What next?: But it’s important to be clear that this ruling casts little to no light on what the justices might do after the Fifth Circuit eventually hears the full case, a trial that’s slated to begin May 17. Whatever the Fifth Circuit rules, the parties are likely to appeal to the Supreme Court again.

And we don’t know what the justices will do when the case returns to them. The reason we can’t really read between the lines is that the Fifth Circuit overreached so grossly. That was sufficiently outside the rules of the game that multiple conservative justices must have agreed to reverse it.

I say “multiple” because technically, the Supreme Court doesn’t report its own votes when it grants an emergency stay. It simply allows justices who want to do so to register dissents. In this instance, Justice Clarence Thomas registered a dissent without giving a reason; justice Samuel Alito noted a dissent with three pages of confusing and confused reasoning.

We can guess that the court’s three liberals opposed the Fifth Circuit’s ruling, and we know they were joined by at least two conservatives, because a victory takes at least five votes. Most probably, the remaining two conservatives didn’t dissent either, or they would’ve noted their dissents.

There is a clue here. Justices Neil Gorsuch and Amy Coney Barrett almost certainly have not made up their minds on the merits of the lawsuit. Maybe Justice Brett Kavanaugh hasn’t, either. (Chief Justice John Roberts is more likely to conclude the challenge to the FDA is groundless.) All of them, however, could reasonably have agreed that the Fifth Circuit shouldn’t have endorsed the lower court’s rollback before actually hearing the case. And that’s all the Supreme Court did here.

Good housekeeping: The Supreme Court signaled that it realizes the case may come back to it. In its order, the court said that its own stay of the district court’s order will remain in place even after the Fifth Circuit rules. If the Fifth Circuit’s ruling is appealed to the justices and they decline to hear it, then that would be the end of the court’s stay. If the justices agreed to hear the case, then the Supreme Court’s stay would remain until the justices ruled on the merits.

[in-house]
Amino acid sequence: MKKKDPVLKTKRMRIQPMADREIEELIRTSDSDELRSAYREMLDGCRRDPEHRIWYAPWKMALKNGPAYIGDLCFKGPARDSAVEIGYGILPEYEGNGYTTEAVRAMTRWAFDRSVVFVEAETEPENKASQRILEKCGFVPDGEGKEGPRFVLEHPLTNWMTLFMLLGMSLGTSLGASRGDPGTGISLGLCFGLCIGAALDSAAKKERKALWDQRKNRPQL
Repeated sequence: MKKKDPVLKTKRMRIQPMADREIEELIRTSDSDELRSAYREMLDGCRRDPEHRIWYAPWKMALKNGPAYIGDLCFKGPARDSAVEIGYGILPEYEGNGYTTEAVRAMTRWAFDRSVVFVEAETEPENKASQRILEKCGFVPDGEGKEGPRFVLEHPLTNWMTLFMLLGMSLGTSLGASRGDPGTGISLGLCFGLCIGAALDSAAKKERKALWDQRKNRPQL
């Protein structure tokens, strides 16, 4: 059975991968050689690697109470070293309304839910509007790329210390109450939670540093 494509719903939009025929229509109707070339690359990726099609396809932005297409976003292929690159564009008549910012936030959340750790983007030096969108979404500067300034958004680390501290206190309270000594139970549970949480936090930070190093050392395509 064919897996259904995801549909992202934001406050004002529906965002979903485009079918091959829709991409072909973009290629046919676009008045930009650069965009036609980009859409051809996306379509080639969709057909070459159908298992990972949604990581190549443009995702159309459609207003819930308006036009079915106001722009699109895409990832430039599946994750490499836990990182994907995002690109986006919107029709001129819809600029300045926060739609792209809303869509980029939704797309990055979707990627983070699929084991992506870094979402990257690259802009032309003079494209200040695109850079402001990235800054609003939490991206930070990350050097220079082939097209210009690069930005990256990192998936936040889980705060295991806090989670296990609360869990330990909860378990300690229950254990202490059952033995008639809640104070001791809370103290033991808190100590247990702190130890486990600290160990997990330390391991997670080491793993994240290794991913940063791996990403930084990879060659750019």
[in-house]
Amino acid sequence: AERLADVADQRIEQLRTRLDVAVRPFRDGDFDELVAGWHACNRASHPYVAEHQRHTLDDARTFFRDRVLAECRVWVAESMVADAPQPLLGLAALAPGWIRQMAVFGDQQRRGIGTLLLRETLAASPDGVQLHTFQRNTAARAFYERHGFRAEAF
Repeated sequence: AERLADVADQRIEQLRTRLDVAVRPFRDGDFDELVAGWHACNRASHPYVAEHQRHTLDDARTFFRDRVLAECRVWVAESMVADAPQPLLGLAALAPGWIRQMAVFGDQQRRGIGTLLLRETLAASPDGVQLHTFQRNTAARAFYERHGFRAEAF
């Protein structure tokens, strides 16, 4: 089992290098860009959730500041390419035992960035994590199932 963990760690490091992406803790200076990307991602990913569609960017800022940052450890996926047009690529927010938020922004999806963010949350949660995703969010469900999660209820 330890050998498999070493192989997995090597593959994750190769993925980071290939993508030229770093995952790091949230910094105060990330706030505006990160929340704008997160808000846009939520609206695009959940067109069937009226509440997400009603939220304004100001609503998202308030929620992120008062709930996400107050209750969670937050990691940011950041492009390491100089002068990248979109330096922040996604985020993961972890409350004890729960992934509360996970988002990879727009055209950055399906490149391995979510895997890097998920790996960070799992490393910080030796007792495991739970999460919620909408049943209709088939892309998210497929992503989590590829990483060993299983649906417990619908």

This sounds more complicated than it is. In practice, it’s just good housekeeping. The justices don’t want to have to issue more emergency stays. They recognize, however, that if the Fifth Circuit rules as it has telegraphed it will — striking down the FDA’s post-2016 mifepristone rules — the case is likely to end up back in their laps.

The upshot is that this case is far from over, and the justices haven’t said anything yet about who should win. They’ve restored a modicum of sanity to the procedural process here, which is good news. It would be wonderful if that sanity eventually extends to applying ordinary principles of administrative law, in which case the FDA would be free to continue doing its job. But it would be a mistake to extrapolate too much from what we know now.

— Noah Feldman is a Bloomberg Opinion columnist. A professor of law at Harvard University, he is author, most recently, of “The Broken Constitution: Lincoln, Slavery and the Refounding of America.”